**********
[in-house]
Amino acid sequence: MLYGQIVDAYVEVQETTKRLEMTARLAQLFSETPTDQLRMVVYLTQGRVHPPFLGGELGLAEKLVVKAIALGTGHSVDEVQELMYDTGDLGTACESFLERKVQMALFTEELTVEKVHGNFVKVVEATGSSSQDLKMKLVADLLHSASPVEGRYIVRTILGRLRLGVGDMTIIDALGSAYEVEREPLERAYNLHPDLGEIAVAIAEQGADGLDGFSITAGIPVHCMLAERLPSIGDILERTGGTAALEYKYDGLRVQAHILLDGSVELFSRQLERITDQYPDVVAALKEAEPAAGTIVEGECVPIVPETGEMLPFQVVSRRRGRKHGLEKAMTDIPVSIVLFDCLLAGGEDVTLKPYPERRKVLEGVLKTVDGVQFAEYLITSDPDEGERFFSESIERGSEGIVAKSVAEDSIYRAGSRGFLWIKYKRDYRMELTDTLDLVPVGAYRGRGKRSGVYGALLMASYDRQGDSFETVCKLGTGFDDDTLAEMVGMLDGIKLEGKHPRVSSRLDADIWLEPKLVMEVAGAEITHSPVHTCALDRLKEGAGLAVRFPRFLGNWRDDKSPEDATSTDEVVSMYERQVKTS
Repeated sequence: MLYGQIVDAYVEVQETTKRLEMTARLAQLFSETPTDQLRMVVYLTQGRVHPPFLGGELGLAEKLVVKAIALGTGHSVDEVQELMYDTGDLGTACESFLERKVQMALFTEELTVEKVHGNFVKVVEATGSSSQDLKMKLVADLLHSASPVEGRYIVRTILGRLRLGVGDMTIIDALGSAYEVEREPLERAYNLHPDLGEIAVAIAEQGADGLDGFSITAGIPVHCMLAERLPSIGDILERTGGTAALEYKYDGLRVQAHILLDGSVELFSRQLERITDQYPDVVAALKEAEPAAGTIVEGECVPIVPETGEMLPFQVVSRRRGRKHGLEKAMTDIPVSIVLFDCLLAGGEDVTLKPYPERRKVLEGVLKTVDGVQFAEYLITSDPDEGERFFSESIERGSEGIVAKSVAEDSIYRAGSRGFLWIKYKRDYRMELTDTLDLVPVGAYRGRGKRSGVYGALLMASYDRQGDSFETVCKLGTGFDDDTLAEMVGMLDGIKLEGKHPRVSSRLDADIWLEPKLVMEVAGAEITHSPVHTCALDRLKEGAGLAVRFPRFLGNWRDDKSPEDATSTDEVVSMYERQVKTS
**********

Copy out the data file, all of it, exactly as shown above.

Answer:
[in-house]
Amino acid sequence: MLYGQIVDAYVEVQETTKRLEMTARLAQLFSETPTDQLRMVVYLTQGRVHPPFLGGELGLAEKLVVKAIALGTGHSVDEVQELMYDTGDLGTACESFLERKVQMALFTEELTVEKVHGNFVKVVEATGSSSQDLKMKLVADLLHSASPVEGRYIVRTILGRLRLGVGDMTIIDALGSAYEVEREPLERAYNLHPDLGEIAVAIAEQGADGLDGFSITAGIPVHCMLAERLPSIGDILERTGGTAALEYKYDGLRVQAHILLDGSVELFSRQLERITDQYPDVVAALKEAEPAAGTIVEGECVPIVPETGEMLPFQVVSRRRGRKHGLEKAMTDIPVSIVLFDCLLAGGEDVTLKPYPERRKVLEGVLKTVDGVQFAEYLITSDPDEGERFFSESIERGSEGIVAKSVAEDSIYRAGSRGFLWIKYKRDYRMELTDTLDLVPVGAYRGRGKRSGVYGALLMASYDRQGDSFETVCKLGTGFDDDTLAEMVGMLDGIKLEGKHPRVSSRLDADIWLEPKLVMEVAGAEITHSPVHTCALDRLKEGAGLAVRFPRFLGNWRDDKSPEDATSTDEVVSMYERQVKTS
Repeated sequence: MLYGQIVDAYVEVQETTKRLEMTARLAQLFSETPTDQLRMVVYLTQGRVHPPFLGGELGLAEKLVVKAIALGTGHSVDEVQELMYDTGDLGTACESFLERKVQMALFTEELTVEKVHGNFVKVVEATGSSSQDLKMKLVADLLHSASPVEGRYIVRTILGRLRLGVGDMTIIDALGSAYEVEREPLERAYNLHPDLGEIAVAIAEQGADGLDGFSITAGIPVHCMLAERLPSIGDILERTGGTAALEYKYDGLRVQAHILLDGSVELFSRQLERITDQYPDVVAALKEAEPAAGTIVEGECVPIVPETGEMLPFQVVSRRRGRKHGLEKAMTDIPVSIVLFDCLLAGGEDVTLKPYPERRKVLEGVLKTVDGVQFAEYLITSDPDEGERFFSESIERGSEGIVAKSVAEDSIYRAGSRGFLWIKYKRDYRMELTDTLDLVPVGAYRGRGKRSGVYGALLMASYDRQGDSFETVCKLGTGFDDDTLAEMVGMLDGIKLEGKHPRVSSRLDADIWLEPKLVMEVAGAEITHSPVHTCALDRLKEGAGLAVRFPRFLGNWRDDKSPEDATSTDEVVSMYERQVKTS